Analysis by the Supreme Court

Though in cases of ambiguity in taxing statutes the benefit goes to the assessee, referring to Novopan India Ltd. v. CCE and Customs 1994 Supp (3) SCC 606 and Hansraj Gordhandas v. H.H. Dave, Assistant Collector of Central Excise Customs, Surat And Ors. AIR 1970 SC 755, the Court observed that exemption is to be allowed on the basis of the language of the exemption clause and the same cannot be gathered from necessary implication. It is also the duty of the assessee to demonstrate that it comes under the purview of exemption. As per Collector of Central Excise, Bombay­I And Anr. v. Parle Exports (P) Ltd. (1989) 1 SCC 345 and Union of India & Ors. v. Wood Papers Ltd. And Anr. (1998) 4 SCC 256, only when the application of the exemption is established, the statute is to be construed strictly. The Court noted that in Essar Steel India Ltd. And Anr. v. State of Gujarat And Anr. (2017) 8 SCC 357, which dealt with grant of exemption under the 1958 Act, it held that the statutory conditions for grant of exemption could not be diluted in any manner. Where the language of the statute is clear, literal interpretation has to be given to the exemption clause, especially in case of a taxing statutes as had been held by the Court in Giridhar G. Yadalam. v. Commissioner of Wealth Tax And Anr. (2015) 17 SCC 664 and Godrej & Boyce Mfg. Co. Ltd. v. Deputy Commissioner of Income Tax And Anr. (2017) 7 SCC 421.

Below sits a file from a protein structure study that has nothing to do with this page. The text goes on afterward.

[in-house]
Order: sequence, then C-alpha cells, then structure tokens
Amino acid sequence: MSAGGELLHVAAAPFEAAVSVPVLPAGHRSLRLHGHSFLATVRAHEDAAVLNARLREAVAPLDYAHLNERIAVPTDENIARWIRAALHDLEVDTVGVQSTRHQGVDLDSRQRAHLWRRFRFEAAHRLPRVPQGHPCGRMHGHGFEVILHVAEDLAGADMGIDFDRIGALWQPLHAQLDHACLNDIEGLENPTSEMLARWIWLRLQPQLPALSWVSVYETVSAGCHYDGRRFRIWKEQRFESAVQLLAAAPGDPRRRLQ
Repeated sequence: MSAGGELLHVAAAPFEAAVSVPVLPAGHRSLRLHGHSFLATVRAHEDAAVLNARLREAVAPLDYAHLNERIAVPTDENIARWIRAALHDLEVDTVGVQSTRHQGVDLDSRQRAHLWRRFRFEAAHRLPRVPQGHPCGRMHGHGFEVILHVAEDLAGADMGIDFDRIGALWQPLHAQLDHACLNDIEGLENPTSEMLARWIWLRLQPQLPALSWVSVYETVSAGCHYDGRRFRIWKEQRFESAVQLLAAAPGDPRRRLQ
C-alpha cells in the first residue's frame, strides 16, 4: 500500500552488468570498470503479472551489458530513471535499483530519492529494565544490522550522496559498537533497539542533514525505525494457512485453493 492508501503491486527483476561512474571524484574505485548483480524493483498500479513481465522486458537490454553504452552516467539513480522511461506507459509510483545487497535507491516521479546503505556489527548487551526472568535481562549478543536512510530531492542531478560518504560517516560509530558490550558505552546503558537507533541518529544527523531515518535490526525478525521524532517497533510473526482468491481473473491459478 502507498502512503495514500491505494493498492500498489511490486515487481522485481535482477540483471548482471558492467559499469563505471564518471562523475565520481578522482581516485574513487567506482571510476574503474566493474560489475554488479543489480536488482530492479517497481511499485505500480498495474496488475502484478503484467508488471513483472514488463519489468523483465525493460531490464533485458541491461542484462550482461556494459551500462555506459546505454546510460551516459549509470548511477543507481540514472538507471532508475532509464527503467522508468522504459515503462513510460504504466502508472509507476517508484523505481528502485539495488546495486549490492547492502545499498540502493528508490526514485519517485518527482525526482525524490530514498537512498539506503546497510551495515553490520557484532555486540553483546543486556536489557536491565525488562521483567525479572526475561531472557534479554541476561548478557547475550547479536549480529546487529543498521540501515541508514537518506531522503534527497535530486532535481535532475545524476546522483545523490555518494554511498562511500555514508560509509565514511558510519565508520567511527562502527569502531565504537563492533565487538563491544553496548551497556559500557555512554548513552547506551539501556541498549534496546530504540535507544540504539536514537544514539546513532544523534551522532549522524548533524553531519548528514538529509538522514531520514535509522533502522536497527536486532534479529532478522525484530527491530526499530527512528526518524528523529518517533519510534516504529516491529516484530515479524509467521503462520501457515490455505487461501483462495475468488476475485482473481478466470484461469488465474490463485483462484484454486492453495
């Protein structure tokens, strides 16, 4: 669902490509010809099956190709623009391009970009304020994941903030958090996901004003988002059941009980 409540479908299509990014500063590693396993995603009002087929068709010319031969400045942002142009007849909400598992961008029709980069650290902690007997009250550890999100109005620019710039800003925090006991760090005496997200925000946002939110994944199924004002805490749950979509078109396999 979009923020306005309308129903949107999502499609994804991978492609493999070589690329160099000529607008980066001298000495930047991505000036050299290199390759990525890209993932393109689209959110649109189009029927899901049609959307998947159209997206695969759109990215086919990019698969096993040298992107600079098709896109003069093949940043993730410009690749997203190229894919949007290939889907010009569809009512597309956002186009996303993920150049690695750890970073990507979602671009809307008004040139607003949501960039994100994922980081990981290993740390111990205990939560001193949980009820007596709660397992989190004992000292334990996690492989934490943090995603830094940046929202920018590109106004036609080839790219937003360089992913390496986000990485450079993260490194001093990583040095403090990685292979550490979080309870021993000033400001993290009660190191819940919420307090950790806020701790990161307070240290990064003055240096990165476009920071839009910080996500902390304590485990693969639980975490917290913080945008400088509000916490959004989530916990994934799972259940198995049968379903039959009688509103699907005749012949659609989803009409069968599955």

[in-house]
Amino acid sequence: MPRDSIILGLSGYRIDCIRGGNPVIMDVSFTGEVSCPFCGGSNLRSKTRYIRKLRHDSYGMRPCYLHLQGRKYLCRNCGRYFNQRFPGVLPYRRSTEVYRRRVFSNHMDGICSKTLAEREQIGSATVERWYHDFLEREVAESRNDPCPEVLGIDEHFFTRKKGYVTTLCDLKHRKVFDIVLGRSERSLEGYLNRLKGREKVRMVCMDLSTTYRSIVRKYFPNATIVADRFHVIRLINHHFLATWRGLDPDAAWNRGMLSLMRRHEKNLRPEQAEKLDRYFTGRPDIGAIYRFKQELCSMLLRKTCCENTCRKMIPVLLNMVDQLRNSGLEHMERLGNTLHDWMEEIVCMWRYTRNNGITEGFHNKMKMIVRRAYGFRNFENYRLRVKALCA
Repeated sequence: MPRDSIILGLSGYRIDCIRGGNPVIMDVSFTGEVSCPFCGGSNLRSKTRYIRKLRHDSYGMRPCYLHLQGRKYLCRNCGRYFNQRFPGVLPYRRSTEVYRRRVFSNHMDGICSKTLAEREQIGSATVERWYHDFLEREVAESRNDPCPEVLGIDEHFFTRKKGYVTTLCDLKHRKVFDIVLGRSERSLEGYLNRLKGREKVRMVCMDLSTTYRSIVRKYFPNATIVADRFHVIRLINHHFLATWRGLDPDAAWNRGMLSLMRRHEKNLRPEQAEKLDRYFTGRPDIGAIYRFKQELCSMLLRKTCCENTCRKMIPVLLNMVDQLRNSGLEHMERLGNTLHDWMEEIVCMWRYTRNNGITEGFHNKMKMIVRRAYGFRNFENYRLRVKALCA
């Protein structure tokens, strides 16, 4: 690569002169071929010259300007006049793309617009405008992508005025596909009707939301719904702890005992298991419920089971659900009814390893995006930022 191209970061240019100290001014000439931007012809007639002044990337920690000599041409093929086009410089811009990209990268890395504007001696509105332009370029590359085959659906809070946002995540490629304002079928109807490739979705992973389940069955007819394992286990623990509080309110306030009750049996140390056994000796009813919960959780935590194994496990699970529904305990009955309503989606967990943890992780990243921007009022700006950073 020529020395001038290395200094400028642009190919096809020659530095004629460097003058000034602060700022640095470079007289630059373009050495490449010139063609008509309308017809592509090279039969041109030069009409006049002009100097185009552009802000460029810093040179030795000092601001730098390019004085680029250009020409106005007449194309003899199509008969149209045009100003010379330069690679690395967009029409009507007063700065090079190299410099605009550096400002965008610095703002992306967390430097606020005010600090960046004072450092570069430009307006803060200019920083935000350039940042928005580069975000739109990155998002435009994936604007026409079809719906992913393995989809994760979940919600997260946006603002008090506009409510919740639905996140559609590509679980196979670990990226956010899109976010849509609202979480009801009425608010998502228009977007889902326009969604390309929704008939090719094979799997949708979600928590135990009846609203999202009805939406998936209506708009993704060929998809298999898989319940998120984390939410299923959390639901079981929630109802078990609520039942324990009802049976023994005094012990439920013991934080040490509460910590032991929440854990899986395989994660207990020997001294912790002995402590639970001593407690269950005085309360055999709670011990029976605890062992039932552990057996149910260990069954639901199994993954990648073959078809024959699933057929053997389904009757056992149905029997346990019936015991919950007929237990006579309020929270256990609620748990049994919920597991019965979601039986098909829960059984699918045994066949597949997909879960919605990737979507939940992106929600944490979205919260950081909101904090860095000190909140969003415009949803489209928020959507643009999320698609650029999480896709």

The Court observed that the present facts and circumstances did not even fit into any of the eventualities under Section 16 of the 2016 Act, which survived the repeal of the 1958 Act. For the grant of exemption, the Court was of the view that Section 3(2) of the 2016 Act had to be looked into. On perusal of the provision, the Court reached the conclusion that -